The Coast boasts a number of black-owned businesses that have served the community for generations. In honor of Black History Month, we’re highlighting the legacy of LOCKETT-WILLIAMS MORTUARY.
When George W. Lockett founded his mortuary with wife, Lillian, in 1948, he realized a vision: providing premier mortuary services to the Gulfport area. The couples’ genuine care and concern for the deceased and their bereaved loved ones has defined their legacy for generations. Now one of Mississippi’s oldest and most respected funeral service providers, Lockett-Williams has become a fixture of the community it serves.
“We credit our longevity in business to providing first class, professional and honest services to those in need,” says state Rep. Sonya Williams-Barnes, who is the mortuary’s vice president.
Upon George Lockett’s death, Lillian personally approached the Rev. Theodore and RoseMary Williams about buying the business. The pair were prime candidates to carry on the mortuary’s mission and vision; they had an established reputation on the Coast as teachers, and RoseMary’s family had operated Hayes Family Funeral Home in Hattiesburg, giving her extensive background in the industry.
The couple bought Lockett’s Mortuary in 1984 and renamed it Lockett-Williams Mortuary Inc. A fire destroyed the business in 1994, and Theodore and RoseMary decided to rebuild across the street from the old location on 31st Avenue in Gulfport.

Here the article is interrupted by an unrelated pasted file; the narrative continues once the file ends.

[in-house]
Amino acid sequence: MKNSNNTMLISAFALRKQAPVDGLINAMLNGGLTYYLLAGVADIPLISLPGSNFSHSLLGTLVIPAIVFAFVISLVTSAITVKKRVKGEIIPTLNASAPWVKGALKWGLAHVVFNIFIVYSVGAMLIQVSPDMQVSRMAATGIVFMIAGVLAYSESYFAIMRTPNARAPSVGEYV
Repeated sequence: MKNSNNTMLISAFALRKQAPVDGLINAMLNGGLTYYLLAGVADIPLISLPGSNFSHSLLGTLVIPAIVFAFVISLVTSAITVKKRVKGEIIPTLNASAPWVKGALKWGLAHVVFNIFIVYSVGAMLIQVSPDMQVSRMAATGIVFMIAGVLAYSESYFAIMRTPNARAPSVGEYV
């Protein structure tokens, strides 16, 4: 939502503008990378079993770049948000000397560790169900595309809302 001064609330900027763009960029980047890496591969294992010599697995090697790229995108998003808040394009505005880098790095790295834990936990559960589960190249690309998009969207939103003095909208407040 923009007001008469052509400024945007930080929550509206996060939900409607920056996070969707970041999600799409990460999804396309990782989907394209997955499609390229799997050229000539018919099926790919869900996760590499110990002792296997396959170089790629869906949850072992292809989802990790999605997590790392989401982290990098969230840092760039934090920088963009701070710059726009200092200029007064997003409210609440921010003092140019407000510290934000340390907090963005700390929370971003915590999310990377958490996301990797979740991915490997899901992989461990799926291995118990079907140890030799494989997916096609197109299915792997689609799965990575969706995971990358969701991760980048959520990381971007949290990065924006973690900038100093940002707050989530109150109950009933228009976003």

Lockett-Williams has remained a family affair, with Williams-Barnes, the Williams’ daughter, overseeing operations and her sister, Dr. Thea Williams-Black, serving as treasurer. Williams-Barnes, who serves the 119th District in the Mississippi House of Representatives, changed careers and enrolled in mortuary science school to continue her parents’ legacy.
She says word of mouth has been Lockett-Williams’s best means of marketing.
“Families we serve speak highly of the personal and professional way we handle services,” she says.
During the pandemic, that has included an emphasis on safety, she adds — as COVID has disproportionately affected the Black community
Beyond providing refuge in times of grief, Lockett- Williams is invested in the community in numerous ways, Williams-Barnes says. For instance, the business supports little league teams and high school sports organizations, as well as career days, walk-a-thons, health fairs, debutantes, and various other organizations and activities. In July, Williams-Barnes hosted a back-to-school mask giveaway at the mortuary, and she also has teamed up with Chama Gulf Coast to host an annual community turkey giveaway for Thanksgiving.
Overall, she adds, “We are proud to be one of the oldest African American-owned funeral service providers in the state and on the Mississippi Gulf Coast.”